The question of legality is one that Reznikoff and Daniel Wade, manager of the U.K.’s Paul Fraser Collectibles, both seem somewhat reluctant to talk about. Part of that, of course, is because this is their lifeblood, but also because this does seem to be a bit of a legal gray area. After all, if someone goes to the barber and leaves their hair on the floor, does the barber now own that hair? The answer seems to be unclear, and it sounds like the hair-collecting world would like for it to stay that way.
But what exactly is the appeal of owning someone’s hair?
Wade explains that it’s much like autograph collecting, “but famous hair goes one step beyond. It’s not just their mark on a piece of paper, it was actually a piece of this famous person. It just gets you closer to that celebrity or historical figure than anything else possibly can.” When looked through the lens of history, it does begin to make a little bit more sense. Grabbing clumps of hair out of Lincoln’s shattered skull seems downright ghoulish, but Wade explains that hair collecting “was very popular in Victorian times.” Rather than ask a famous person for an autograph, it wasn’t unusual for an admirer to request a lock of one’s hair, which again, makes more sense when you consider how rare photographs were at the time.
Since then, hair collecting has never completely gone away, and though celebrities like Bieber might have a lock of their hair sell for $40,000, Reznikoff insists that most collectors have more of an eye toward great historical figures. For example, Reznikoff tells me he possesses the hair of Beethoven, Edgar Allan Poe, George Washington, Marilyn Monroe and the only known hair sample of Albert Einstein (just to name a few). It’s a collection that he’s grown over the past 30 years after he got started by buying a sizable collection off of another collector who was trying to fund a different hobby.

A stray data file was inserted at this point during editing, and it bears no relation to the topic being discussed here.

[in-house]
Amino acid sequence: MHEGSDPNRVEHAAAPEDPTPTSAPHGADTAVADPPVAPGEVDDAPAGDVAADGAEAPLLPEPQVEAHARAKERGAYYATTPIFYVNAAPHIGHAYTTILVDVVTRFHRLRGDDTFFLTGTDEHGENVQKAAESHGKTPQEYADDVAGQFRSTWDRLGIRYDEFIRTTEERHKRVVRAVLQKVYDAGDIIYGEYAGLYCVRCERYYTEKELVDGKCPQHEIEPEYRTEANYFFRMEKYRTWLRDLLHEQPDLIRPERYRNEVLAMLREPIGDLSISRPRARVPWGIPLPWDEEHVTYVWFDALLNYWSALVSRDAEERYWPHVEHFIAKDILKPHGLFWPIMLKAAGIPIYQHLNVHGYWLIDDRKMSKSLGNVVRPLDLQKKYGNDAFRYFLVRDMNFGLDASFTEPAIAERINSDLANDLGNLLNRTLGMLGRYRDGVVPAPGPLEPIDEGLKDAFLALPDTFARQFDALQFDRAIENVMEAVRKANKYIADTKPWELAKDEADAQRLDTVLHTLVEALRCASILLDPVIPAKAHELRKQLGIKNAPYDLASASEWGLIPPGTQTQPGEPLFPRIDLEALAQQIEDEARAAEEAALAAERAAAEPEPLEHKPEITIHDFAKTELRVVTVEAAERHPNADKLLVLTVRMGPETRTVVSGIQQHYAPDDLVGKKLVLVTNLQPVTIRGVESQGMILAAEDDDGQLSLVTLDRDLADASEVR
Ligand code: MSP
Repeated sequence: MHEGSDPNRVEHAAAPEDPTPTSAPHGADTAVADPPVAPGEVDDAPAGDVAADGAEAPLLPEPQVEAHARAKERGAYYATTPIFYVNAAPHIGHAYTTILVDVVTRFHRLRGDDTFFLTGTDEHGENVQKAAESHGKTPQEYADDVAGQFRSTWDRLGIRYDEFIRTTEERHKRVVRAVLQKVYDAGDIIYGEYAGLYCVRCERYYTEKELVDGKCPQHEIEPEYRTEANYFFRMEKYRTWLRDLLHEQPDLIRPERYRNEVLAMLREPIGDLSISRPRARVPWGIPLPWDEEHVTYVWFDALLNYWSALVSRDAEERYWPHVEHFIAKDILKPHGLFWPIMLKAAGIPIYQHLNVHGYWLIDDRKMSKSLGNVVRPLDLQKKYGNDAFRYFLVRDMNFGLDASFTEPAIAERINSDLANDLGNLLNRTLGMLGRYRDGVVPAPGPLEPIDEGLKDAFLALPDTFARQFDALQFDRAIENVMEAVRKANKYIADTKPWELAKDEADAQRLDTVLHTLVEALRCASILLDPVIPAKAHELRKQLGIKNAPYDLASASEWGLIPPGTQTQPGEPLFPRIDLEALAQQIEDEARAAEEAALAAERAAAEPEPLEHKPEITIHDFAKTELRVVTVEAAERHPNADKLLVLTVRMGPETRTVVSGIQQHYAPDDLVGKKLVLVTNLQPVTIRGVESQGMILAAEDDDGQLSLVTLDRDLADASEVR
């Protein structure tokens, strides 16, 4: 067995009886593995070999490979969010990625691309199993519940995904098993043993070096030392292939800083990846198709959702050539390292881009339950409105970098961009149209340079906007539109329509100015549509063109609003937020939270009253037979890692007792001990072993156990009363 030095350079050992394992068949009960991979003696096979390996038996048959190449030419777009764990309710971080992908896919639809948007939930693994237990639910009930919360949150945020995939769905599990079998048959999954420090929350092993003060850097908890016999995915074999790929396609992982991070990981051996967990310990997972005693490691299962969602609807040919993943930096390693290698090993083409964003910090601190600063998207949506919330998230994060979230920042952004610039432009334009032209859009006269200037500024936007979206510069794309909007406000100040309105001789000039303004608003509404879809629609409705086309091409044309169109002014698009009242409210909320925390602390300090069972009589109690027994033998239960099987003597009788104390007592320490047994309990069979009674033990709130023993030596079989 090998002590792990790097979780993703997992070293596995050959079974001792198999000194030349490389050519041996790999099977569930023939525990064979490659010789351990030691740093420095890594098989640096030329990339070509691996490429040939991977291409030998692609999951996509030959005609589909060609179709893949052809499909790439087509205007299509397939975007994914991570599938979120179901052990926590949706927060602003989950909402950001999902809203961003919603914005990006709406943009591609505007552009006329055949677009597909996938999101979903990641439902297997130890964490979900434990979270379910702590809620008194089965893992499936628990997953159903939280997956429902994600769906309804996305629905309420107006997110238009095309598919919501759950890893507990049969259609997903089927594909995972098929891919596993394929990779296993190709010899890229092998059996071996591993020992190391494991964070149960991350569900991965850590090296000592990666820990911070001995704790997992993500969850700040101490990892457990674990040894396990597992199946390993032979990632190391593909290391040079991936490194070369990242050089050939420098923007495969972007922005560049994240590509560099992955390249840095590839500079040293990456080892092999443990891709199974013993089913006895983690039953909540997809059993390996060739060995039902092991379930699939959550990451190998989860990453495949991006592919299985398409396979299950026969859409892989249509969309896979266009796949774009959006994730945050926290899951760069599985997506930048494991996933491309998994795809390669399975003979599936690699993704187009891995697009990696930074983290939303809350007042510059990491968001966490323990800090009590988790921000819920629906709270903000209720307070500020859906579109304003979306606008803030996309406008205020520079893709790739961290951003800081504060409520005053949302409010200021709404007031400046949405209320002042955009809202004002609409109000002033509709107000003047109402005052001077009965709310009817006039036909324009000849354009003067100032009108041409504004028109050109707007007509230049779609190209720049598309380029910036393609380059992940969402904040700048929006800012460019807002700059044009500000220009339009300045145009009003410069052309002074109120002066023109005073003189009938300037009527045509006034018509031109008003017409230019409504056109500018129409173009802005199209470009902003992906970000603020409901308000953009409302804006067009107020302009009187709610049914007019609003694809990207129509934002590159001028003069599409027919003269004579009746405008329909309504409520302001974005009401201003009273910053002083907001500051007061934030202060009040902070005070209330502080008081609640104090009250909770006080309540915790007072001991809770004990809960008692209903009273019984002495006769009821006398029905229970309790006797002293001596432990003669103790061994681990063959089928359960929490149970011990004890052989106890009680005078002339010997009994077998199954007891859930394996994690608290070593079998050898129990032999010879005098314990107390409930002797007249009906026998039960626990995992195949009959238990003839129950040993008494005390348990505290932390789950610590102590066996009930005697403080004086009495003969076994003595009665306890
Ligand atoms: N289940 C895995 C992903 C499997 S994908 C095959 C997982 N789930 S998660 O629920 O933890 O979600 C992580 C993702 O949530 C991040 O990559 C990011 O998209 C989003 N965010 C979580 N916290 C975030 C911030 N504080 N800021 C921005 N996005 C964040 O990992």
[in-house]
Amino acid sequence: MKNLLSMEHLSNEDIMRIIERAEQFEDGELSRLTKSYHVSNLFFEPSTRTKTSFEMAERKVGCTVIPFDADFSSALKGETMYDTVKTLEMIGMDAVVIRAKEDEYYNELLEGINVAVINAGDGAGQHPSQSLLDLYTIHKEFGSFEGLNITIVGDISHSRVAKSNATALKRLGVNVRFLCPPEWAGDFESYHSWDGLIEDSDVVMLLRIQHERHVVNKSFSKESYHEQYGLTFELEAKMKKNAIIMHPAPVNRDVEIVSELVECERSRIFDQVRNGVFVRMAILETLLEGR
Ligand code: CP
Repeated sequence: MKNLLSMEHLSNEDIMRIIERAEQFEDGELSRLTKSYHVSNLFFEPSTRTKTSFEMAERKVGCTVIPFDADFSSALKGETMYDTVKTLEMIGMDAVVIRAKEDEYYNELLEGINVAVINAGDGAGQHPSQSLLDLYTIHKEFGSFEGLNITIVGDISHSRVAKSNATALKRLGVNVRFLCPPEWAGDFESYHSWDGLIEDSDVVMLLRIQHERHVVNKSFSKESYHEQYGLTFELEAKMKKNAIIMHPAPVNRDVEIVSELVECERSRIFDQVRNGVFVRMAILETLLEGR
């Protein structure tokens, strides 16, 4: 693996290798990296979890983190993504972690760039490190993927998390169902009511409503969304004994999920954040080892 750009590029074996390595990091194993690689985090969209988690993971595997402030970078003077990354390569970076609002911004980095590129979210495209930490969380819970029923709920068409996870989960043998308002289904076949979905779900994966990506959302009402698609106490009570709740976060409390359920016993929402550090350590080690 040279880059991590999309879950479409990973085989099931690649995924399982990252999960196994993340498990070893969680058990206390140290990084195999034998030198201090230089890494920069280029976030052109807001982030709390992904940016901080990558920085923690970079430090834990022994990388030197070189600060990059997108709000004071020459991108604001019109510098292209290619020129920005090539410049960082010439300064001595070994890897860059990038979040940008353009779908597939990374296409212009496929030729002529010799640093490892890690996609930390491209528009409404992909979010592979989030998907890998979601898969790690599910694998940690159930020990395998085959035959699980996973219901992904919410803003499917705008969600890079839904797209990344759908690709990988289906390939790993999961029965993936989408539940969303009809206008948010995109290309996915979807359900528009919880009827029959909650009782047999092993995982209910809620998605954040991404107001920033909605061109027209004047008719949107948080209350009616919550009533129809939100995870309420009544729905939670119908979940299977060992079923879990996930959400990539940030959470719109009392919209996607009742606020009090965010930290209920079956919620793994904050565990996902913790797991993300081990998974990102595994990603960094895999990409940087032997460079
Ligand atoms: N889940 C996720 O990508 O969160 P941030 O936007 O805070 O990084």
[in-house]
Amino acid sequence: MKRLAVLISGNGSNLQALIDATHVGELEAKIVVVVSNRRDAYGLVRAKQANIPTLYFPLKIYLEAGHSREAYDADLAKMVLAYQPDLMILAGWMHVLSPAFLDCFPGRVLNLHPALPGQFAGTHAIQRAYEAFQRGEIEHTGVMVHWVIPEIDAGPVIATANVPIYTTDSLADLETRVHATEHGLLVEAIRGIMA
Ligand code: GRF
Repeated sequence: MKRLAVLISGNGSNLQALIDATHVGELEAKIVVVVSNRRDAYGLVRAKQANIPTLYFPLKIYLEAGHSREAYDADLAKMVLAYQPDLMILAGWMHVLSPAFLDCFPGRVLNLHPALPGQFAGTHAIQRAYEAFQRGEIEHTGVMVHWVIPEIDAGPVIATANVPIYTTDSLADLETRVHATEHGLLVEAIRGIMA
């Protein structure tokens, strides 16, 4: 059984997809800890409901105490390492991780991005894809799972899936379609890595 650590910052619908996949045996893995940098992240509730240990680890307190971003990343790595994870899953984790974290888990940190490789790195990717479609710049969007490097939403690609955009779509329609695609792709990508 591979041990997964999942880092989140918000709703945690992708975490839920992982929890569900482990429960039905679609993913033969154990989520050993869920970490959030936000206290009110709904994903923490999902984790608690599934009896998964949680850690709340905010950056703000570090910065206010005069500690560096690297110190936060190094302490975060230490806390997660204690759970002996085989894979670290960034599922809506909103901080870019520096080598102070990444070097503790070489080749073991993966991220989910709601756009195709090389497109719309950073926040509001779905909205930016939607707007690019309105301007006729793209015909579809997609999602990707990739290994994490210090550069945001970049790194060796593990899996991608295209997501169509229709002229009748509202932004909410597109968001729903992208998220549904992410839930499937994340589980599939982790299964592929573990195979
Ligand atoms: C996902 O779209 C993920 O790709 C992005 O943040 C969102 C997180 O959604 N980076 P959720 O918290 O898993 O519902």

But while an interest in history has been the primary motivation for this community, Reznikoff explains that, in recent years, hair collecting has grown in part because of a greater understanding of DNA. Indeed, his own collection was used to disprove someone claiming to be the son of John F. Kennedy. To take things further, Reznikoff says, “People now even approach the market with a Jurassic Park-type mentality, and that maybe they’ll be able to clone these people in the future.” How seriously he believes in that avenue isn’t exactly clear, but Reznikoff remarks that “it doesn’t hurt for me to have a card catalog of the most famous people in history.”
That prospect, of course, opens up way more ethical issues than just barbers with a savvy side hustle, as the morality of cloning is still hotly debated. If cloning these famous people ever did work out though, one can only imagine what Clone Abraham Lincoln would have to say about all of these people making a buck off of clumps of his brain-matted hair.